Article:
As we approach the home straight of the 2019-2020 English Premier League football season, the general consensus among fans is that Newcastle United have done acceptably well for the main part. The team has made it to the quarter-finals of the FA Cup for the first time in over a decade (and could yet shock the world by winning it), and relegation from the division is an unlikely prospect. Given the grim prognosis of Newcastle’s fortunes that were circulating at the start of the season, most fans would have taken survival and a good cup run if it were offered to them back then.
Despite that, there are some fans who still bemoan the team’s weaknesses, and in particular, the difficulties that the club has had in finding someone who can put the ball in the back of the net regularly. Defensively the team has exceeded expectations, but the lack of goals going in at the other end has been a disappointment. You know something’s wrong when the BBC is openly questioning what record £40m signing Joelinton actually brings to the team if it isn’t goals. Also, as much as all Magpies fans desperately wanted it to work out, it’s time to admit that Andy Carroll’s return to St. James’ Park has been a flop. In the twelve games that the injury-prone forward has appeared in, he’s yet to score once. It will be time to let him go in the summer, and that will probably be the end of the once-feared striker’s career.
For fans who are more than thirty years old, the memories of Kevin Keegan’s swashbuckling Newcastle United team of the 1990s still loom large. Many a parent, now in their 30s and 40s, will have raised their Newcastle United-supporting children on stories of how the club should have won the Premier League title back in the 1995-1996 season, and not without justification. The whole country was in love with Keegan’s entertainers back then, and was willing the Magpies on to lift the trophy. It wasn’t to be. The attacking football Keegan encouraged was a joy to watch, but left the team wide open at the back. A couple of poor defensive performances, coupled by Sir Alex Ferguson getting so far into Keegan’s head that he lived there rent-free for a while, was enough to steal the title away to Old Trafford. Newcastle has never been near the summit since, but some fans still believe the team of that time represents the ‘Newcastle way’ of playing.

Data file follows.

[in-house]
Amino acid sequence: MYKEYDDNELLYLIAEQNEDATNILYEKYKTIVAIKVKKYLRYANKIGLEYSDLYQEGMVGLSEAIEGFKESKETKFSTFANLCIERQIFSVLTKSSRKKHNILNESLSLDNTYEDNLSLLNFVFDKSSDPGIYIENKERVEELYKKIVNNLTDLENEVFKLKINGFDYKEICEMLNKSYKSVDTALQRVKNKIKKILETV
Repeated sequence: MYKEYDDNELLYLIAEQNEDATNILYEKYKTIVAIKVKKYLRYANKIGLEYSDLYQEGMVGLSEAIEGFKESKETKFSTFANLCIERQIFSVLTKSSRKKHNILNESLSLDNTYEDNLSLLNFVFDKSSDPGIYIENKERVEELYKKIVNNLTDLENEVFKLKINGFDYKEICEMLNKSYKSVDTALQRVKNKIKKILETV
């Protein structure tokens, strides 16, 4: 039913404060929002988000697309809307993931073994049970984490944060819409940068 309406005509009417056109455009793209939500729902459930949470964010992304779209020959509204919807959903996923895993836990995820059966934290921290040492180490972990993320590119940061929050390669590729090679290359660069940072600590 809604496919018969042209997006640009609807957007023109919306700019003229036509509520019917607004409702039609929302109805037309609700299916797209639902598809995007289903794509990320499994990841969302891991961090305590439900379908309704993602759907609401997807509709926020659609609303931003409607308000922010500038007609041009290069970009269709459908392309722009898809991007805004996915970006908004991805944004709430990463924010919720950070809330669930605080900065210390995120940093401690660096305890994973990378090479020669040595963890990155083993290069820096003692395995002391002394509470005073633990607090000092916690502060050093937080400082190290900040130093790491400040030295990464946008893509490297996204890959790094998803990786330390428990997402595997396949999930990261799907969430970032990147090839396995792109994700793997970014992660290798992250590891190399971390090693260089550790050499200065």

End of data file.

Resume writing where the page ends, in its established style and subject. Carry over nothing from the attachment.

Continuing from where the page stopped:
Playing attacking football is always appreciated by fans, but the sad truth of the matter is that the game has changed since the mid-1990s. You can’t just run at teams and hope to wear them down with wave after wave of attack anymore – you’ll leave too many holes open at the back, and a good side will tear you apart. Even if Steve Bruce did decide to go for the jugular with the current generation of Newcastle players, he doesn’t have the right men to do it with. Jonjo Shelvey is not David Ginola. Joelinton is not Les Ferdinand. Without meaning any disrespect to him, he’s probably not even Faustino Asprilla. There isn’t a figure like Philippe Albert in the heart of Newcastle’s defense to keep things in order when everyone else goes forward. This team isn’t built to attack and doesn’t have the right players to go on the hunt in the way that the much-loved team of the past did.
As it will be summer before we know it, there’s an opportunity there for Bruce to move his chess pieces around, and reconfigure the team if he wants to do. How far should he roll the dice, though? To use a metaphor that’s probably more apt, how many times should he spin the reels of the online slots game that is his Newcastle United team? You never know quite what you’re going to end up with when you play games on online slots websites. You could be a winner Playing Starburst, or you could be a loser for twenty spins on the bounce. One could argue that Bruce has already bet heavily and lost by spending so much money on Joelinton – money that Mike Ashley would probably loathe to spend again. When it comes to success and failure in the Premier League, it’s the highest-stakes game of online slots anyone could ever play. Win, and the TV prize money and associated financial rewards seem to get larger every year. Lose, and the sudden sharp drop in income could push most clubs to the verge of bankruptcy.
Considering what’s at stake – and don’t make the mistake of thinking that Newcastle won’t be considered candidates for relegation again next season even if they do manage to survive this term – should Bruce really be trying his luck by going out and buying new strikers, or should he strengthen the defense and midfield instead? A striker’s first season in England is always difficult. Joelinton may come good next term. Dwight Gayle has proven that he can score goals in the Premier League, and the fact that he isn’t being given a chance to do so is something of a mystery. Carroll should move on, but perhaps that will give Yoshinori Muto or Elias Sorensen the chance to show the fans what they can really do. As an outside bet, Daniel Sturridge is a free agent, and his betting ban will expire by the summer. He would likely relish the chance to prove that he can still play in the Premier League, and he’d probably consider a move to Newcastle United. If Sturridge could replace Carroll for free, Newcastle would have money to spend elsewhere – and it’s elsewhere that improvements are more necessary.
It’s easy to point to the strikers when things aren’t going well for a football team, but strikers are usually only as good as the service they get. Newcastle might be goal-shy, but they’re also solid. That’s a good foundation for Steve Bruce to build from – and adding more strikers probably isn’t the right way to build. Every Magpies fan would like to see their team scoring three goals per game, but that isn’t a realistic prospect for this season or next. Build the defenses well, and the attack will come. Fans are probably going to have to be patient for another season.